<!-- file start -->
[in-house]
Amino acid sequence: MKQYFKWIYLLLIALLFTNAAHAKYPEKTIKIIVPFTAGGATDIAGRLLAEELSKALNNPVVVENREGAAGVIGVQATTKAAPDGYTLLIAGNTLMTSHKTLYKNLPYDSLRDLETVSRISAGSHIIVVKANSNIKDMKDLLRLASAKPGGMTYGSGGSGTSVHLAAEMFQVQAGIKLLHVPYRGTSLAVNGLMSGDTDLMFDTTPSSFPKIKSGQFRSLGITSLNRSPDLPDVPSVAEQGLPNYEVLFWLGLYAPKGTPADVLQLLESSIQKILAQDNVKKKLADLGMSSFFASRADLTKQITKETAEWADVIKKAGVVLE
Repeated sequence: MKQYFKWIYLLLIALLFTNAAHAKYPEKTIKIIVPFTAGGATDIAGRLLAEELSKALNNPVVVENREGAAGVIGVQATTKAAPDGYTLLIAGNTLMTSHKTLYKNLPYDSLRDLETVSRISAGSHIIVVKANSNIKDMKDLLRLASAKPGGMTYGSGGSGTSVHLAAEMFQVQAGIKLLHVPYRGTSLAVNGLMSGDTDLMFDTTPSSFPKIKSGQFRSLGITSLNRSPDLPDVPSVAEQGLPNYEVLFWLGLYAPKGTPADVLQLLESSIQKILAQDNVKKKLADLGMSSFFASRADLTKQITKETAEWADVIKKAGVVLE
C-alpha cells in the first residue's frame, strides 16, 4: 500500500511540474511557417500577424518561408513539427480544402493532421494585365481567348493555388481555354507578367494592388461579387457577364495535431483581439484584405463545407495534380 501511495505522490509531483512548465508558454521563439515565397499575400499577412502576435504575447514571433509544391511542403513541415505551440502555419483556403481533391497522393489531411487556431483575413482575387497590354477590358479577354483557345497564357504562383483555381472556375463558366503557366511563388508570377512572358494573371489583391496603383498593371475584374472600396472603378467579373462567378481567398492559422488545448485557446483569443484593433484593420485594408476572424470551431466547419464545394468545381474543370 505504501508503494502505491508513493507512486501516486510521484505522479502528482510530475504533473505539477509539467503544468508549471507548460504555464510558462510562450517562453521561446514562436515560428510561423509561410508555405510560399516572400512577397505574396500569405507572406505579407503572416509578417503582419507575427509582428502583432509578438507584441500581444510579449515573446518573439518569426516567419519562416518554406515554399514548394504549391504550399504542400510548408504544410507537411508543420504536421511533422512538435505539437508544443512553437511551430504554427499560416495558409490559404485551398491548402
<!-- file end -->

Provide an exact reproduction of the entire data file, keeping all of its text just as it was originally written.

[in-house]
Amino acid sequence: MKQYFKWIYLLLIALLFTNAAHAKYPEKTIKIIVPFTAGGATDIAGRLLAEELSKALNNPVVVENREGAAGVIGVQATTKAAPDGYTLLIAGNTLMTSHKTLYKNLPYDSLRDLETVSRISAGSHIIVVKANSNIKDMKDLLRLASAKPGGMTYGSGGSGTSVHLAAEMFQVQAGIKLLHVPYRGTSLAVNGLMSGDTDLMFDTTPSSFPKIKSGQFRSLGITSLNRSPDLPDVPSVAEQGLPNYEVLFWLGLYAPKGTPADVLQLLESSIQKILAQDNVKKKLADLGMSSFFASRADLTKQITKETAEWADVIKKAGVVLE
Repeated sequence: MKQYFKWIYLLLIALLFTNAAHAKYPEKTIKIIVPFTAGGATDIAGRLLAEELSKALNNPVVVENREGAAGVIGVQATTKAAPDGYTLLIAGNTLMTSHKTLYKNLPYDSLRDLETVSRISAGSHIIVVKANSNIKDMKDLLRLASAKPGGMTYGSGGSGTSVHLAAEMFQVQAGIKLLHVPYRGTSLAVNGLMSGDTDLMFDTTPSSFPKIKSGQFRSLGITSLNRSPDLPDVPSVAEQGLPNYEVLFWLGLYAPKGTPADVLQLLESSIQKILAQDNVKKKLADLGMSSFFASRADLTKQITKETAEWADVIKKAGVVLE
C-alpha cells in the first residue's frame, strides 16, 4: 500500500511540474511557417500577424518561408513539427480544402493532421494585365481567348493555388481555354507578367494592388461579387457577364495535431483581439484584405463545407495534380 501511495505522490509531483512548465508558454521563439515565397499575400499577412502576435504575447514571433509544391511542403513541415505551440502555419483556403481533391497522393489531411487556431483575413482575387497590354477590358479577354483557345497564357504562383483555381472556375463558366503557366511563388508570377512572358494573371489583391496603383498593371475584374472600396472603378467579373462567378481567398492559422488545448485557446483569443484593433484593420485594408476572424470551431466547419464545394468545381474543370 505504501508503494502505491508513493507512486501516486510521484505522479502528482510530475504533473505539477509539467503544468508549471507548460504555464510558462510562450517562453521561446514562436515560428510561423509561410508555405510560399516572400512577397505574396500569405507572406505579407503572416509578417503582419507575427509582428502583432509578438507584441500581444510579449515573446518573439518569426516567419519562416518554406515554399514548394504549391504550399504542400510548408504544410507537411508543420504536421511533422512538435505539437508544443512553437511551430504554427499560416495558409490559404485551398491548402